If the shares of Airbus Group are trading at €100 and the implied volatility of an option contract on this share is 15%, then a one standard deviation move over the next 12 months will be plus or minus €100 * 15% = €15.

In theory, it is assumed that the share price follows a normal distribution. This implies that, after one year, the share could end up within one standard deviation of its original price 68% of the time, with a 32% chance the share price will be outside this range.

As such, the implied volatility of 15% means the market’s current expectation is that there is a 68% chance the share price will end up between €85-115 in a year from now.

If the implied volatility were to rise to 20%, there would be a 68% chance the share price would end up between €80-120 and 32% chance it would be outside this range. As the likelihood of the share price deviating further from the strike prices increases, the option contract typically increases in value. If the option’s vega is 0.5, the implied volatility increases from 15% to 20% would result in the option’s price rising by 5 * 0.5 = €2.50.

]]>An option is a derivative contract that derives its value from the underlying asset and gives the holder the right – but not obligation – to buy or sell the underlying asset at the pre-determined strike price at or before the contract expires. The relationship between the (forward) price of the underlying asset and the strike price determines the intrinsic value or ‘moneyness’ of the option. At a given point in time during the contract or when it expires, there are three possible scenarios:

- The option is in the money (ITM). A call option is ITM when the strike price is lower than the underlying asset’s current or forward price. In this case, the call option gives the holder the right to buy the underlying asset at a price lower than the current price, giving value to the option. A put option is ITM when the strike price is above the underlying asset’s current or forward price. An ITM put option gives the holder the right to sell the underlying asset at a price higher than the current price.

- The option is at the money (ATM). The underlying asset’s current or forward price and the strike price are the same.

- The option is out of the money (OTM). A call option is OTM when the underlying asset’s current or forward price is lower than the strike price. A put option is OTM when the underlying asset’s price is higher than the strike price. If an option is OTM at expiration, it expires with no intrinsic value. OTM options do have value prior to their expiry date, as explained below.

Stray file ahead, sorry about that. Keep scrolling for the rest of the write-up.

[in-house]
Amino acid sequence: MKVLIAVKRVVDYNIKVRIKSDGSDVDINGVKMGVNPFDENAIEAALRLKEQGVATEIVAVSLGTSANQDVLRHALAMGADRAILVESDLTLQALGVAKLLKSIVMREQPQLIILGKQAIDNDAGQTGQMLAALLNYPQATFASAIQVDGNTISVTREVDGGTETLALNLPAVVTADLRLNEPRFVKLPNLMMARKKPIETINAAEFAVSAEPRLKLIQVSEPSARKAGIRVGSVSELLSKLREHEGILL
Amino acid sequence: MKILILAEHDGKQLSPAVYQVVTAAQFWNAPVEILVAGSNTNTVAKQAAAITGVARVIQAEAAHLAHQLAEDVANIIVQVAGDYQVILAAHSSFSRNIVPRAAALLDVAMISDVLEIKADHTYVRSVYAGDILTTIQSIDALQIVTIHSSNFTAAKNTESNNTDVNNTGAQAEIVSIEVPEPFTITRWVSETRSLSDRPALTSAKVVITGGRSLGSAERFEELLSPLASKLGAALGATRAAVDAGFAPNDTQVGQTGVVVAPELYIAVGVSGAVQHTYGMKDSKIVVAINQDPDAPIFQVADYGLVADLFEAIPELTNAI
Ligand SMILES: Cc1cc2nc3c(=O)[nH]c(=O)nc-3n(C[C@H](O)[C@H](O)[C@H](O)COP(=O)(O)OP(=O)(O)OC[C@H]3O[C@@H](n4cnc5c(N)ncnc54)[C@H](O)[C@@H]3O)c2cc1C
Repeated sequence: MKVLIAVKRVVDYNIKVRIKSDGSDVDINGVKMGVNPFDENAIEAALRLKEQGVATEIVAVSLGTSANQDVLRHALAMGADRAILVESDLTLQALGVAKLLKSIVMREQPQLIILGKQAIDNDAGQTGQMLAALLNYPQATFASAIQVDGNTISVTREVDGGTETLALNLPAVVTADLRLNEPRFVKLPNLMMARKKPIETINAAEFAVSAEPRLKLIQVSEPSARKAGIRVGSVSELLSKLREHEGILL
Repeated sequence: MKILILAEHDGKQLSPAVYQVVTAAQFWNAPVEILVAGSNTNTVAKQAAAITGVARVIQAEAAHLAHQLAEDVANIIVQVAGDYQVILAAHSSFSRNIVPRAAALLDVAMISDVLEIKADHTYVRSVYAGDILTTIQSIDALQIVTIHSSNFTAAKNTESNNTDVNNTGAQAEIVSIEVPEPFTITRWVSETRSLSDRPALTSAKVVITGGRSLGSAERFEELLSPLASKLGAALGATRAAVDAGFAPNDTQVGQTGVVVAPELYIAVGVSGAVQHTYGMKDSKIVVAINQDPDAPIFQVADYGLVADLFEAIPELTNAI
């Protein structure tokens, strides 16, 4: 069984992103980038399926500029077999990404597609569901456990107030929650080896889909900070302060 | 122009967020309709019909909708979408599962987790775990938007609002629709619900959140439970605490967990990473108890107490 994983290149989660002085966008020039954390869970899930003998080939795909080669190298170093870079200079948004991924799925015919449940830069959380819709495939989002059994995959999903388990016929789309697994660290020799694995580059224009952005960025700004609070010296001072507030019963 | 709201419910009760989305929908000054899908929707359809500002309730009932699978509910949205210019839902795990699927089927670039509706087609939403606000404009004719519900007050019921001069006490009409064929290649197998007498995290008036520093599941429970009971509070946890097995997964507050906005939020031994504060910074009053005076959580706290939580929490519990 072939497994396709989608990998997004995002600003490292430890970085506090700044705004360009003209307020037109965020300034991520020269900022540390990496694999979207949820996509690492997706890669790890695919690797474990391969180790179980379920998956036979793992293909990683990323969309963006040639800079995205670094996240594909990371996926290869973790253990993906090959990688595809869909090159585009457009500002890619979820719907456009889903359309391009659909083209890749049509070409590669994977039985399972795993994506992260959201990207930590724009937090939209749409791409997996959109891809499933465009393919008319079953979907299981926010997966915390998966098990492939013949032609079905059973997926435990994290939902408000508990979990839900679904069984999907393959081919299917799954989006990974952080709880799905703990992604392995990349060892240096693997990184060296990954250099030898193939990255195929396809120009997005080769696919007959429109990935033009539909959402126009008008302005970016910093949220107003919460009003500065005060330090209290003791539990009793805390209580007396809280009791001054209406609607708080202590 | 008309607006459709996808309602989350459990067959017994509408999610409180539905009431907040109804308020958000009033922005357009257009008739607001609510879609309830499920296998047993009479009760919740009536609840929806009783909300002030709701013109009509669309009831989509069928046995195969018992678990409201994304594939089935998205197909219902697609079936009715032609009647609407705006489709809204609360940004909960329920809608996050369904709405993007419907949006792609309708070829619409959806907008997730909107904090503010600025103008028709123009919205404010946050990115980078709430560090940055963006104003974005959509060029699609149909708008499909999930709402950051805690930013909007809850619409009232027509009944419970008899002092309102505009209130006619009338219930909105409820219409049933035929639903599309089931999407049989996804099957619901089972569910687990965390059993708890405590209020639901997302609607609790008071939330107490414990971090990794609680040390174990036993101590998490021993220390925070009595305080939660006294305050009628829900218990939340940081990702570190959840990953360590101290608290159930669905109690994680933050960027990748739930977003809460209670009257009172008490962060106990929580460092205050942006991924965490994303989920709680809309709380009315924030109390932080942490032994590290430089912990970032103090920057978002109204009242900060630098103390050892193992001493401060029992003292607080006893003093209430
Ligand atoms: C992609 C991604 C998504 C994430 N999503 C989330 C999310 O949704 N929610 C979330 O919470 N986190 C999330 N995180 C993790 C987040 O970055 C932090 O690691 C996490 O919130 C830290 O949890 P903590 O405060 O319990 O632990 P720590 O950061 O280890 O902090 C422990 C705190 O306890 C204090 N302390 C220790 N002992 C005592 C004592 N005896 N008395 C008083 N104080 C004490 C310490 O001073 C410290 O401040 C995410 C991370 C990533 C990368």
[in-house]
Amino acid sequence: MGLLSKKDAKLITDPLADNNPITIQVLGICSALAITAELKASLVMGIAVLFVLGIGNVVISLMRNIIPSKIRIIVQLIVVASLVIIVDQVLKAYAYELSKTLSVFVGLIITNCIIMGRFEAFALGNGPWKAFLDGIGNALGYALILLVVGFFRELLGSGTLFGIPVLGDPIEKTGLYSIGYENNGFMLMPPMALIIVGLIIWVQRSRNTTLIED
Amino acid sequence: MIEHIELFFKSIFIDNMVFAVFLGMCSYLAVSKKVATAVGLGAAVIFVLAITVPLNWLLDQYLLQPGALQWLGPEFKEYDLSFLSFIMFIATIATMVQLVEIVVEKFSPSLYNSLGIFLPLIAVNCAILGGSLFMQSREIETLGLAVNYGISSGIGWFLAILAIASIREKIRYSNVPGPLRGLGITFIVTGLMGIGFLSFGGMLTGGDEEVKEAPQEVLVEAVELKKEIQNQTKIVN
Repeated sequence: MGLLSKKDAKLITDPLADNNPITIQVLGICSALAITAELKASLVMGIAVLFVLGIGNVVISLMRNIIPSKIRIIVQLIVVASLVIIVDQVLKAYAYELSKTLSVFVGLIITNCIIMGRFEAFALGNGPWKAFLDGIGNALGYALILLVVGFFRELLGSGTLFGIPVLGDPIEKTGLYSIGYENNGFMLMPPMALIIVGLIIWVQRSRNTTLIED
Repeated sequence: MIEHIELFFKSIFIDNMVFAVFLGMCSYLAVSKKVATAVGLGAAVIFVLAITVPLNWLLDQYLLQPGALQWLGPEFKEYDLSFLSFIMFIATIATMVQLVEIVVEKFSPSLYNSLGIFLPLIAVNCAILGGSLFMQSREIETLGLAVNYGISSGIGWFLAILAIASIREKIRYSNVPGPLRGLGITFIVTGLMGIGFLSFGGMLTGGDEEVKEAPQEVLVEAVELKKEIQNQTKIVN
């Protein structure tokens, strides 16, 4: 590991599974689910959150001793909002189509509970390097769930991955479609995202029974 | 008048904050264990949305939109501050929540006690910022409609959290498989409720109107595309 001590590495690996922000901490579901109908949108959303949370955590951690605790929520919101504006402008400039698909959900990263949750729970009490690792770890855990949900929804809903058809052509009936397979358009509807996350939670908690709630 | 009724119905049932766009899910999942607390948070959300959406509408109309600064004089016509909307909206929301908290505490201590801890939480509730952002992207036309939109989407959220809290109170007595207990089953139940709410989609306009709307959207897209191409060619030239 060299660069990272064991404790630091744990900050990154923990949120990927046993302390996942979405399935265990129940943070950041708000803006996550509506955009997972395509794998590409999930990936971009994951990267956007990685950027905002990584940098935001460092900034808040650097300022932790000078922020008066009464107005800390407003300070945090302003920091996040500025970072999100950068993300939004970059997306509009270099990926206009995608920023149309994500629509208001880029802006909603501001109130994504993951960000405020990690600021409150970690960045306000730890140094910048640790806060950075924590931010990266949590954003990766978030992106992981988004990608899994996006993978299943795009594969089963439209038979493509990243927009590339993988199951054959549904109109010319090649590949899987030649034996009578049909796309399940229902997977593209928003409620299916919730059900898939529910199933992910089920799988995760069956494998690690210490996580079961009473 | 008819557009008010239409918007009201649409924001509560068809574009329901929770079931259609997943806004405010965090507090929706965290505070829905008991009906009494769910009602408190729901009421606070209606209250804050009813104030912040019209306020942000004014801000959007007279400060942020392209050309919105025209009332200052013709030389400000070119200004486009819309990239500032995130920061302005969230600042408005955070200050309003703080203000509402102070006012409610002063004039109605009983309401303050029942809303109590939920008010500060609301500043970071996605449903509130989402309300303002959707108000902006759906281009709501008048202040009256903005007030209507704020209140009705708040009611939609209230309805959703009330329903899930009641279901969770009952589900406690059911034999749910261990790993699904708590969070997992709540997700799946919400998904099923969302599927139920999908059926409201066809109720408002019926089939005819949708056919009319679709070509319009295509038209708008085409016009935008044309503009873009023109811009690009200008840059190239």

The price that the buyer of the option has to pay for the right granted by the option, i.e. the option premium, is the value market participants place on the option. This reflects the likelihood that the option will expire ITM. Also, the higher the likelihood, the higher the premium.

The option premium (P) consists of two components: the intrinsic value (I) and the time (extrinsic) value (X) or P = I + X. The intrinsic value is the option holder’s pay-off, if they were to exercise the option right now. The intrinsic value is calculated as the difference between the current or forward price of the underlying asset and the strike price of the option, as explained above. An ITM call option with a strike price of $20 on an underlying asset priced at $30 has an intrinsic value of $10. In contrast, ATM or OTM options have no intrinsic value.

The time value represents the additional amount investors are willing to pay for the likelihood that the option will increase in value between now and the expiration date. The longer the time to expiration, the more time there is for the option to increase in value. Also, the higher the volatility of the underlying asset, the more potential there is for large price fluctuations and the more likely it is that the option expires ITM. The time value is not as straightforward to calculate, as the intrinsic value and option traders use pricing models to determine the fair value and time value of the option contract. Time value can be deduced by looking at the option premium in the market and subtracting the intrinsic value, if any.